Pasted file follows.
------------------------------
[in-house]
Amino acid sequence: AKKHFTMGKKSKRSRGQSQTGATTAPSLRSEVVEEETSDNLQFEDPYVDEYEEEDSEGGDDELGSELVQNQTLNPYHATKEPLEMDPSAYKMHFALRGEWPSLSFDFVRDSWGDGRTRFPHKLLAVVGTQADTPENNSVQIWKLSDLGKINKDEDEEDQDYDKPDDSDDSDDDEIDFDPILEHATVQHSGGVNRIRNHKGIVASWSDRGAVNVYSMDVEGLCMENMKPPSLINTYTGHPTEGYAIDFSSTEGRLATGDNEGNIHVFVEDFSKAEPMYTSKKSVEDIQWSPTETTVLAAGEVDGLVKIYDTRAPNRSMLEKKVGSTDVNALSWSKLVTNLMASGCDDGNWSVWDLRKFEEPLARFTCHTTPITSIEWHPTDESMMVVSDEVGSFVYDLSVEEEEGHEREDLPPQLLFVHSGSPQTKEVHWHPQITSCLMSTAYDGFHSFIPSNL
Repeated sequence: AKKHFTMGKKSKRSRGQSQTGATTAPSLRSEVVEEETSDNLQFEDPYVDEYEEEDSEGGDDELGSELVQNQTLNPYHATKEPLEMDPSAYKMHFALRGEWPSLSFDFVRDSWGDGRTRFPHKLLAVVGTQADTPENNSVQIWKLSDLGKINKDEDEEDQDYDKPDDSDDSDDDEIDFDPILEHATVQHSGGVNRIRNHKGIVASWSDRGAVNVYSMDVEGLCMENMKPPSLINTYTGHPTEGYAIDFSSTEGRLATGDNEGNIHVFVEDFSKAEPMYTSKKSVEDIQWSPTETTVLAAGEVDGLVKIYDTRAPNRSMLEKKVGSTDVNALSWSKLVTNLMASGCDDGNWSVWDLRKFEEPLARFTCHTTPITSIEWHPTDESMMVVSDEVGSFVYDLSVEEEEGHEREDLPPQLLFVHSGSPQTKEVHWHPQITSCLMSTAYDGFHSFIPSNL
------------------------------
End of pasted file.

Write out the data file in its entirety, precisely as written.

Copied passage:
[in-house]
Amino acid sequence: AKKHFTMGKKSKRSRGQSQTGATTAPSLRSEVVEEETSDNLQFEDPYVDEYEEEDSEGGDDELGSELVQNQTLNPYHATKEPLEMDPSAYKMHFALRGEWPSLSFDFVRDSWGDGRTRFPHKLLAVVGTQADTPENNSVQIWKLSDLGKINKDEDEEDQDYDKPDDSDDSDDDEIDFDPILEHATVQHSGGVNRIRNHKGIVASWSDRGAVNVYSMDVEGLCMENMKPPSLINTYTGHPTEGYAIDFSSTEGRLATGDNEGNIHVFVEDFSKAEPMYTSKKSVEDIQWSPTETTVLAAGEVDGLVKIYDTRAPNRSMLEKKVGSTDVNALSWSKLVTNLMASGCDDGNWSVWDLRKFEEPLARFTCHTTPITSIEWHPTDESMMVVSDEVGSFVYDLSVEEEEGHEREDLPPQLLFVHSGSPQTKEVHWHPQITSCLMSTAYDGFHSFIPSNL
Repeated sequence: AKKHFTMGKKSKRSRGQSQTGATTAPSLRSEVVEEETSDNLQFEDPYVDEYEEEDSEGGDDELGSELVQNQTLNPYHATKEPLEMDPSAYKMHFALRGEWPSLSFDFVRDSWGDGRTRFPHKLLAVVGTQADTPENNSVQIWKLSDLGKINKDEDEEDQDYDKPDDSDDSDDDEIDFDPILEHATVQHSGGVNRIRNHKGIVASWSDRGAVNVYSMDVEGLCMENMKPPSLINTYTGHPTEGYAIDFSSTEGRLATGDNEGNIHVFVEDFSKAEPMYTSKKSVEDIQWSPTETTVLAAGEVDGLVKIYDTRAPNRSMLEKKVGSTDVNALSWSKLVTNLMASGCDDGNWSVWDLRKFEEPLARFTCHTTPITSIEWHPTDESMMVVSDEVGSFVYDLSVEEEEGHEREDLPPQLLFVHSGSPQTKEVHWHPQITSCLMSTAYDGFHSFIPSNL